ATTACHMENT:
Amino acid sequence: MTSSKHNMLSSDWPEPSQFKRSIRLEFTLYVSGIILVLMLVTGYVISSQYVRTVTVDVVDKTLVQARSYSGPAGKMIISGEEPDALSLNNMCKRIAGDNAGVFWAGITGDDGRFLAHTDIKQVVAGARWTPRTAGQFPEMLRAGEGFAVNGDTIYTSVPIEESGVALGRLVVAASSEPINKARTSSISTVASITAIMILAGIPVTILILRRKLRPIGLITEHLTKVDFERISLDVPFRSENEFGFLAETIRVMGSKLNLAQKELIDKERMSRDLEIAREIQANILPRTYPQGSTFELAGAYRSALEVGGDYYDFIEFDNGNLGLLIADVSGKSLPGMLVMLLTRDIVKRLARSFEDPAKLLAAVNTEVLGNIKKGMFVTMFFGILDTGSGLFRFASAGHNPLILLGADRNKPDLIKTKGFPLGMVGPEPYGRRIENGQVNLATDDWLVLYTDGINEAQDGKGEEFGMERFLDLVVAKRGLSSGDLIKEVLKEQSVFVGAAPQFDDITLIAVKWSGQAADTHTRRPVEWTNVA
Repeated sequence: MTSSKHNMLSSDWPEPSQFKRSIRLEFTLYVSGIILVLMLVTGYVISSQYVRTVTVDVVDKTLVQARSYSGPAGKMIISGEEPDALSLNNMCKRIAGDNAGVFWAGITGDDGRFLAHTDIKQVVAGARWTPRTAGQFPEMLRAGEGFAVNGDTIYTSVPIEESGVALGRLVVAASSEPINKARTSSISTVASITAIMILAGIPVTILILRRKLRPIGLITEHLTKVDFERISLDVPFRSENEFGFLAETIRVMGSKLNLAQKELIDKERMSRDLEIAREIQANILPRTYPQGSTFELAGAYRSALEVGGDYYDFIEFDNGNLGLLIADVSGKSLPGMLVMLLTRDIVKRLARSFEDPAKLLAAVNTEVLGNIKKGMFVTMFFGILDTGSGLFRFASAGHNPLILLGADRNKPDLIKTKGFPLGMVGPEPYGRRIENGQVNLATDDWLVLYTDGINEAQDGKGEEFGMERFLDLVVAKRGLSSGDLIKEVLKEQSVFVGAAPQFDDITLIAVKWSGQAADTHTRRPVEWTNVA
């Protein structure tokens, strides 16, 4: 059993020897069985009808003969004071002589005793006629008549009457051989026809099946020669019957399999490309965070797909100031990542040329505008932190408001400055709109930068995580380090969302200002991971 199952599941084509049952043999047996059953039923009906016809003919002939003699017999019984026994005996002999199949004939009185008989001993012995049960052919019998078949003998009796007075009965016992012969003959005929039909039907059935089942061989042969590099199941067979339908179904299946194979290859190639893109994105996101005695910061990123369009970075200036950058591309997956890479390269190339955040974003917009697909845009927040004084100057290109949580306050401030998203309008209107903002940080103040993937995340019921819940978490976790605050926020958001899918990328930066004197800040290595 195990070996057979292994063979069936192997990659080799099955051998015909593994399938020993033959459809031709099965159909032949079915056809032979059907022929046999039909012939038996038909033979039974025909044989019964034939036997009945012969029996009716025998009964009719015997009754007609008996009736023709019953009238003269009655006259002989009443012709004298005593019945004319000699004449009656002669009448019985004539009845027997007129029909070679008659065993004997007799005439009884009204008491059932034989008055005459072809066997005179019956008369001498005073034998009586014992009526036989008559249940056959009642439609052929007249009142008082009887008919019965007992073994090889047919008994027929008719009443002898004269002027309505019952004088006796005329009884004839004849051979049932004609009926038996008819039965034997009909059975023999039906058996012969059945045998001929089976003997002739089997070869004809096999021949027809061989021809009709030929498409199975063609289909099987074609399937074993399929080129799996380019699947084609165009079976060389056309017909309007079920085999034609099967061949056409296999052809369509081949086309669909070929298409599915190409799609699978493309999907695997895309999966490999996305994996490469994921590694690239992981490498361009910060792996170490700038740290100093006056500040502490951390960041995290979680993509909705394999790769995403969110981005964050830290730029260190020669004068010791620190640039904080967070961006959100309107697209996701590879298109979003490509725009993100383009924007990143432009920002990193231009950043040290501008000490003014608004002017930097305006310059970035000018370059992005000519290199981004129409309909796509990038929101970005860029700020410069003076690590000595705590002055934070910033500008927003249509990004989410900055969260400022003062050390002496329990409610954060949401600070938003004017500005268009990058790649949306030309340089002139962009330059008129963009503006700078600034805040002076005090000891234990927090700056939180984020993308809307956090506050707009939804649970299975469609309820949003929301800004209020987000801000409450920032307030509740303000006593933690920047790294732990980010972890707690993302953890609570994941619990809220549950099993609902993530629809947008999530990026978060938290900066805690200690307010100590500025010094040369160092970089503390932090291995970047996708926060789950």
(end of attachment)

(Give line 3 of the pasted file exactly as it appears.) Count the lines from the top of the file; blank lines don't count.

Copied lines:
């Protein structure tokens, strides 16, 4: 059993020897069985009808003969004071002589005793006629008549009457051989026809099946020669019957399999490309965070797909100031990542040329505008932190408001400055709109930068995580380090969302200002991971 199952599941084509049952043999047996059953039923009906016809003919002939003699017999019984026994005996002999199949004939009185008989001993012995049960052919019998078949003998009796007075009965016992012969003959005929039909039907059935089942061989042969590099199941067979339908179904299946194979290859190639893109994105996101005695910061990123369009970075200036950058591309997956890479390269190339955040974003917009697909845009927040004084100057290109949580306050401030998203309008209107903002940080103040993937995340019921819940978490976790605050926020958001899918990328930066004197800040290595 195990070996057979292994063979069936192997990659080799099955051998015909593994399938020993033959459809031709099965159909032949079915056809032979059907022929046999039909012939038996038909033979039974025909044989019964034939036997009945012969029996009716025998009964009719015997009754007609008996009736023709019953009238003269009655006259002989009443012709004298005593019945004319000699004449009656002669009448019985004539009845027997007129029909070679008659065993004997007799005439009884009204008491059932034989008055005459072809066997005179019956008369001498005073034998009586014992009526036989008559249940056959009642439609052929007249009142008082009887008919019965007992073994090889047919008994027929008719009443002898004269002027309505019952004088006796005329009884004839004849051979049932004609009926038996008819039965034997009909059975023999039906058996012969059945045998001929089976003997002739089997070869004809096999021949027809061989021809009709030929498409199975063609289909099987074609399937074993399929080129799996380019699947084609165009079976060389056309017909309007079920085999034609099967061949056409296999052809369509081949086309669909070929298409599915190409799609699978493309999907695997895309999966490999996305994996490469994921590694690239992981490498361009910060792996170490700038740290100093006056500040502490951390960041995290979680993509909705394999790769995403969110981005964050830290730029260190020669004068010791620190640039904080967070961006959100309107697209996701590879298109979003490509725009993100383009924007990143432009920002990193231009950043040290501008000490003014608004002017930097305006310059970035000018370059992005000519290199981004129409309909796509990038929101970005860029700020410069003076690590000595705590002055934070910033500008927003249509990004989410900055969260400022003062050390002496329990409610954060949401600070938003004017500005268009990058790649949306030309340089002139962009330059008129963009503006700078600034805040002076005090000891234990927090700056939180984020993308809307956090506050707009939804649970299975469609309820949003929301800004209020987000801000409450920032307030509740303000006593933690920047790294732990980010972890707690993302953890609570994941619990809220549950099993609902993530629809947008999530990026978060938290900066805690200690307010100590500025010094040369160092970089503390932090291995970047996708926060789950």